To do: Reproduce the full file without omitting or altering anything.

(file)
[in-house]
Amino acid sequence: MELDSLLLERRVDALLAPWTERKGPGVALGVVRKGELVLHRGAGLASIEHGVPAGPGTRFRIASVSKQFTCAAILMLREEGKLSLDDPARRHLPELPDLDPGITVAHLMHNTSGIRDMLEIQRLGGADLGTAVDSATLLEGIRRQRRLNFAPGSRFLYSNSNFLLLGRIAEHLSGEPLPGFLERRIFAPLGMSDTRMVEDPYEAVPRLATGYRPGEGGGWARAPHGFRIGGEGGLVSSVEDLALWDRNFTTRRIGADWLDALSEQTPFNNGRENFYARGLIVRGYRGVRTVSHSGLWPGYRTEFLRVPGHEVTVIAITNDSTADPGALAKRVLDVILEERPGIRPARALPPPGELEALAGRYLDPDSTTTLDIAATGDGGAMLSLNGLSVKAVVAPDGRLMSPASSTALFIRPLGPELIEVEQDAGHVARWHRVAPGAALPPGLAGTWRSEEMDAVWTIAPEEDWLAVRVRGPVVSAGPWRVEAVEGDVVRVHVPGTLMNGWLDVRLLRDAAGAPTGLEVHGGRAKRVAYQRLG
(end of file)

[in-house]
Amino acid sequence: MELDSLLLERRVDALLAPWTERKGPGVALGVVRKGELVLHRGAGLASIEHGVPAGPGTRFRIASVSKQFTCAAILMLREEGKLSLDDPARRHLPELPDLDPGITVAHLMHNTSGIRDMLEIQRLGGADLGTAVDSATLLEGIRRQRRLNFAPGSRFLYSNSNFLLLGRIAEHLSGEPLPGFLERRIFAPLGMSDTRMVEDPYEAVPRLATGYRPGEGGGWARAPHGFRIGGEGGLVSSVEDLALWDRNFTTRRIGADWLDALSEQTPFNNGRENFYARGLIVRGYRGVRTVSHSGLWPGYRTEFLRVPGHEVTVIAITNDSTADPGALAKRVLDVILEERPGIRPARALPPPGELEALAGRYLDPDSTTTLDIAATGDGGAMLSLNGLSVKAVVAPDGRLMSPASSTALFIRPLGPELIEVEQDAGHVARWHRVAPGAALPPGLAGTWRSEEMDAVWTIAPEEDWLAVRVRGPVVSAGPWRVEAVEGDVVRVHVPGTLMNGWLDVRLLRDAAGAPTGLEVHGGRAKRVAYQRLG